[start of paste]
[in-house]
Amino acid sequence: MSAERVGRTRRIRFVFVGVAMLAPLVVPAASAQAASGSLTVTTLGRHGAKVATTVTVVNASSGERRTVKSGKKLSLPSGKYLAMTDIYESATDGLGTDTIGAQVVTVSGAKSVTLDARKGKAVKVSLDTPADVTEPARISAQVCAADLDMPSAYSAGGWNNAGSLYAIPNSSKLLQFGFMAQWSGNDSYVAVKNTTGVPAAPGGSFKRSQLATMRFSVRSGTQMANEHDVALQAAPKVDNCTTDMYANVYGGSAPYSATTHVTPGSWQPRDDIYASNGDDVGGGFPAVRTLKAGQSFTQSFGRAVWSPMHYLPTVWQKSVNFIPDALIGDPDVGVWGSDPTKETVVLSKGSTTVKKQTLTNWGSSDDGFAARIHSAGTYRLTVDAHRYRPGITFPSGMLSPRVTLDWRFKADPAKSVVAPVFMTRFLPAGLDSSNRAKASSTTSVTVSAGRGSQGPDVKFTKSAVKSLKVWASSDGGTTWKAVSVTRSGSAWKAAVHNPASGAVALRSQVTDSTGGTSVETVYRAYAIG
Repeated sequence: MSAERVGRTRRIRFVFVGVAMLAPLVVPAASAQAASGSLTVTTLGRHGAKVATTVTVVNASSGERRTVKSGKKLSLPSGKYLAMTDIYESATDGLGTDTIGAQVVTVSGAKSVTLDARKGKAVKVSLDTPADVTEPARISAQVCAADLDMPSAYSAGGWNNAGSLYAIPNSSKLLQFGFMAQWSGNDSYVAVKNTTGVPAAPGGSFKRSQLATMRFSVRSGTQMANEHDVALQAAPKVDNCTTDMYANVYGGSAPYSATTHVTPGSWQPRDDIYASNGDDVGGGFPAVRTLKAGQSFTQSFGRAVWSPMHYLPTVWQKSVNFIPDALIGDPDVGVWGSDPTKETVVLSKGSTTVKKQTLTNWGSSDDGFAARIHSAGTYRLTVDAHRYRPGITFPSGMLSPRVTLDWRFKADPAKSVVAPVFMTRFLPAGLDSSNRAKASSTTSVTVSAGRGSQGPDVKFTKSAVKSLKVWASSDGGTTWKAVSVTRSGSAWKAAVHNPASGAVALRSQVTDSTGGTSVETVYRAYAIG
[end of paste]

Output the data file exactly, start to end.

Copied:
[in-house]
Amino acid sequence: MSAERVGRTRRIRFVFVGVAMLAPLVVPAASAQAASGSLTVTTLGRHGAKVATTVTVVNASSGERRTVKSGKKLSLPSGKYLAMTDIYESATDGLGTDTIGAQVVTVSGAKSVTLDARKGKAVKVSLDTPADVTEPARISAQVCAADLDMPSAYSAGGWNNAGSLYAIPNSSKLLQFGFMAQWSGNDSYVAVKNTTGVPAAPGGSFKRSQLATMRFSVRSGTQMANEHDVALQAAPKVDNCTTDMYANVYGGSAPYSATTHVTPGSWQPRDDIYASNGDDVGGGFPAVRTLKAGQSFTQSFGRAVWSPMHYLPTVWQKSVNFIPDALIGDPDVGVWGSDPTKETVVLSKGSTTVKKQTLTNWGSSDDGFAARIHSAGTYRLTVDAHRYRPGITFPSGMLSPRVTLDWRFKADPAKSVVAPVFMTRFLPAGLDSSNRAKASSTTSVTVSAGRGSQGPDVKFTKSAVKSLKVWASSDGGTTWKAVSVTRSGSAWKAAVHNPASGAVALRSQVTDSTGGTSVETVYRAYAIG
Repeated sequence: MSAERVGRTRRIRFVFVGVAMLAPLVVPAASAQAASGSLTVTTLGRHGAKVATTVTVVNASSGERRTVKSGKKLSLPSGKYLAMTDIYESATDGLGTDTIGAQVVTVSGAKSVTLDARKGKAVKVSLDTPADVTEPARISAQVCAADLDMPSAYSAGGWNNAGSLYAIPNSSKLLQFGFMAQWSGNDSYVAVKNTTGVPAAPGGSFKRSQLATMRFSVRSGTQMANEHDVALQAAPKVDNCTTDMYANVYGGSAPYSATTHVTPGSWQPRDDIYASNGDDVGGGFPAVRTLKAGQSFTQSFGRAVWSPMHYLPTVWQKSVNFIPDALIGDPDVGVWGSDPTKETVVLSKGSTTVKKQTLTNWGSSDDGFAARIHSAGTYRLTVDAHRYRPGITFPSGMLSPRVTLDWRFKADPAKSVVAPVFMTRFLPAGLDSSNRAKASSTTSVTVSAGRGSQGPDVKFTKSAVKSLKVWASSDGGTTWKAVSVTRSGSAWKAAVHNPASGAVALRSQVTDSTGGTSVETVYRAYAIG